When did you first start cooking?
I first started cooking when I moved away from home to college.
How would you describe your style of cooking?
Very homestyle; I cook very much by feel. I learned this from my Mom. Whenever I visited home from college, I’d badger her to teach me her signature dishes, but she didn’t hand me a recipe card or start writing down measurements. Instead, she brought me to the kitchen and just started showing me the technique. Technique, she said, is really all you need to begin cooking. Add a bit of that, a bit of this, a tiny bit of this one, and go by feel and taste. Knowing when a dish is ready comes with experience and instinct, both of which will develop over time. This is very much how I cook, even now. In fact, sometimes I struggle to pen a recipe because I need to put down measurements to a fluid recipe!
Do you have a signature dish that you are particularly proud of?
Ooh yes! It’s more my Mom’s signature dish, but I’m proud because I reproduced it with measurements (this took some finagling). It’s also one of the most-made recipes on my blog. It’s the red-braised pork belly, a classic Shanghai dish that is loved by everyone.
Is there a specific dish you can recall from your childhood which has influenced you?
Shanghai Shaomai, this is something my Mom has made since I was a child, and continued to make when I came back home to visit. It’s a Shanghai breakfast food and can often be found on street stands in the morning. The pork and shrimp dim-sum shumai is more widely known, but this savory pork and sticky rice stuffed shaomai is my favorite! This was what first sparked me to investigate traditional foods specific to the Jiang su region of China, where Shanghai is. Both of my parents are from Shanghai, so this is the food that I grew up with.
You place great importance on your Chinese heritage and its influence in your recipes. Can you tell us a little more about this influence?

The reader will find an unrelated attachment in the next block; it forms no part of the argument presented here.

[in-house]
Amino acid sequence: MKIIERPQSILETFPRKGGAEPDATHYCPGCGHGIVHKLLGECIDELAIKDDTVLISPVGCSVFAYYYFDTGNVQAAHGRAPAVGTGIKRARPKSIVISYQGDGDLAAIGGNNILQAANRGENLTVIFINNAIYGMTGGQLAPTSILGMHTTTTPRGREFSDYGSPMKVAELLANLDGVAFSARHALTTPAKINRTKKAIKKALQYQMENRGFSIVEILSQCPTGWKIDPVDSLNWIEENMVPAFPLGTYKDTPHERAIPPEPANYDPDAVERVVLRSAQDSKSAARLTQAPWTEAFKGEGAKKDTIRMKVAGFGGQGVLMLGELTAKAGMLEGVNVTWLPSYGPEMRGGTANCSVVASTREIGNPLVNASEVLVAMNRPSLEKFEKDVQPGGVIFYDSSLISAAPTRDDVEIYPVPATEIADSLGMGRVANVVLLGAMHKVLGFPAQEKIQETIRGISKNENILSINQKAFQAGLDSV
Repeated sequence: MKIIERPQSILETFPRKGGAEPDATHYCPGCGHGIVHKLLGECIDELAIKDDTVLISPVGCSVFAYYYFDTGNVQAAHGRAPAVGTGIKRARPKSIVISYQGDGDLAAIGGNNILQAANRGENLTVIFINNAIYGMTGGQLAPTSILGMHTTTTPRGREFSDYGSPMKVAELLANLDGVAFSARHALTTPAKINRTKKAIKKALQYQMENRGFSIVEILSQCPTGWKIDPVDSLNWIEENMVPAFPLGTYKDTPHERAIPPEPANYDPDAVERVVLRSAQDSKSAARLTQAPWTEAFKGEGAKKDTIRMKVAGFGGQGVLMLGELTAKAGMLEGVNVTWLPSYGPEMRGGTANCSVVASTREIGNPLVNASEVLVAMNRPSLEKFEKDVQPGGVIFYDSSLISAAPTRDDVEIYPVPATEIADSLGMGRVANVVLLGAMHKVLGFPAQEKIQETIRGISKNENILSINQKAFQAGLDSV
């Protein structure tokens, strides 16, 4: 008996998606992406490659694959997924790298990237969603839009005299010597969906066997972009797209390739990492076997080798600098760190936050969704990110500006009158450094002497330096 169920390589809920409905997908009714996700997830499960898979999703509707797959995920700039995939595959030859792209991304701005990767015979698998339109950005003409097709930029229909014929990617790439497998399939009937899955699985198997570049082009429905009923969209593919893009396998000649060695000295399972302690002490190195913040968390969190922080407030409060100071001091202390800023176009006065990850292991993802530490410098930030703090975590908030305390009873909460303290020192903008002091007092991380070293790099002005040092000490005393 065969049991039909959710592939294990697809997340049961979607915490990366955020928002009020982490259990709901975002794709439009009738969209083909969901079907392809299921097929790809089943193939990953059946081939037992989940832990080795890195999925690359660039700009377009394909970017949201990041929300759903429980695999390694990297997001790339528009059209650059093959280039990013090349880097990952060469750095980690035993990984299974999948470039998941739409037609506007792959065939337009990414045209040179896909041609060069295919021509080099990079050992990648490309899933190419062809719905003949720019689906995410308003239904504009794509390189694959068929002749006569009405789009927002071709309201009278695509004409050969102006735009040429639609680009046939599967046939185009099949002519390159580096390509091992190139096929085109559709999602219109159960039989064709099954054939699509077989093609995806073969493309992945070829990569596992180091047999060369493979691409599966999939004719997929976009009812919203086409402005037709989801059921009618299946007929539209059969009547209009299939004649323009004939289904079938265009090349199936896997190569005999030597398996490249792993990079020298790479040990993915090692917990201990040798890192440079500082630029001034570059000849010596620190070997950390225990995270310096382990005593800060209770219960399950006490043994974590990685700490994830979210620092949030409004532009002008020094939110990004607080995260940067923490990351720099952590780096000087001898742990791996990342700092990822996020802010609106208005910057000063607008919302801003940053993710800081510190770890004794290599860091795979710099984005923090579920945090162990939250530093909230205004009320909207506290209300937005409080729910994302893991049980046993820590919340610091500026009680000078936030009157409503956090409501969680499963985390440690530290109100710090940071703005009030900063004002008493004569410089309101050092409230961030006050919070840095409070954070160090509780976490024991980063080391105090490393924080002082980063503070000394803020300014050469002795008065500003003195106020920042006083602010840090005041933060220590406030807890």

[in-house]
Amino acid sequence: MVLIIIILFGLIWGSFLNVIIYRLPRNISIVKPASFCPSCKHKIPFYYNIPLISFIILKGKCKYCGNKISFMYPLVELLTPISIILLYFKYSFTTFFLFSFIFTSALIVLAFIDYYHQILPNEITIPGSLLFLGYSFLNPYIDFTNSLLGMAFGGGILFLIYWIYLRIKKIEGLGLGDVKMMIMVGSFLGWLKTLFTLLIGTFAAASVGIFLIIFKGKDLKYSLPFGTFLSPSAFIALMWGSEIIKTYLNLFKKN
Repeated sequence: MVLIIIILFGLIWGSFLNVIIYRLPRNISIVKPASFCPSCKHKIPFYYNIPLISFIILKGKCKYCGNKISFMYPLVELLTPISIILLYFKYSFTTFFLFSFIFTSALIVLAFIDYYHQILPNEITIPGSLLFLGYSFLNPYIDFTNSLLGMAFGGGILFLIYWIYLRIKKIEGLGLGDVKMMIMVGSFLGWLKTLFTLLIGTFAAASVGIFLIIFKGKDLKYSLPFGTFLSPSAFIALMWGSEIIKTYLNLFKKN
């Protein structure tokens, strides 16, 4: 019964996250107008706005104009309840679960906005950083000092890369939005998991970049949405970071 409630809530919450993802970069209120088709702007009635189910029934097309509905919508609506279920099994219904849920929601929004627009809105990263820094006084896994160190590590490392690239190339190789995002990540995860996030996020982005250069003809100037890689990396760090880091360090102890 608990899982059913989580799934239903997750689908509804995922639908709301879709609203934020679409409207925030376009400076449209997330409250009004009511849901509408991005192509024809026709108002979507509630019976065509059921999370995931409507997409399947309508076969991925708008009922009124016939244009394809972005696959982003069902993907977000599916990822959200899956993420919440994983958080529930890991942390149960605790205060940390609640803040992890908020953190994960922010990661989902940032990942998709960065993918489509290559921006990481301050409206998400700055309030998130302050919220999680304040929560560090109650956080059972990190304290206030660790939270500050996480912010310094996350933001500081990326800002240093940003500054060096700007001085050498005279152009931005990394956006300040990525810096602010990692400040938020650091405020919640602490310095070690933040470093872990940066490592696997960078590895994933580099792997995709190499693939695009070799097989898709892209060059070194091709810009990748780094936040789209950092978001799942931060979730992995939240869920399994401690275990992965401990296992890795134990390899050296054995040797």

I grew up eating homestyle Chinese food, specifically from the Jiang-su region. My parents were both born in Shanghai, and I feel so lucky to have grown up eating homestyle Chinese food. I grew up on shiitake, lotus roots, dumplings, and winter melon instead of pastas or casseroles. Star anise and sichuan peppercorns were staple spices in our pantry. I firmly believe that Eastern ingredients have a place in Western cuisine culture, and we are seeing more Asian fusion dishes nowadays. My recipes simply show how these ingredients can exist in harmony, creating unique and delicious flavor profiles, like this miso apple pie and lemongrass corn soup.
Tell us about a particularly memorable dish you have eaten.
I’d have to say a dish at Uni, a beautiful, absolutely wonderful sushi restaurant in Boston. I had a simple onsen egg, which is a Japanese style slow-poached egg. It’s a simple, classic Japanese dish, in a broth packed with umami, but it was so delicious. Actually, that whole tasting menu was just delicious.
Your blog is stylistically beautiful, has photography always been important to you? Did the cooking or the camera come first?
Thank you so much for your kind words! Photography has always been a focus. I was already photographing weddings when I started my blog, so it became a natural extension to start photographing my recipes. I wanted to document what I made to capture my cooking journey. Of course, my first food photos were atrocious! It was definitely (and still is) a fun learning process, not only to plate food, but also to develop my personal voice, stylistically.
Where would you advise foodies to go in your hometown of the South End?
Oh, this is way too hard. I’d say a must-stop is the street Shawmut, there you’ll find Farm & Fable, the most fabulous cookbook store; Formaggio’s Kitchen for cheeses, wine, and other small batch food; Coppa, an amazing restaurant that never ceases to satisfy me; and South End Buttery, which is my favorite meeting and coffee spot. Of course, there’s also Blackbird Doughnuts on Tremont, my favorite doughnut shop!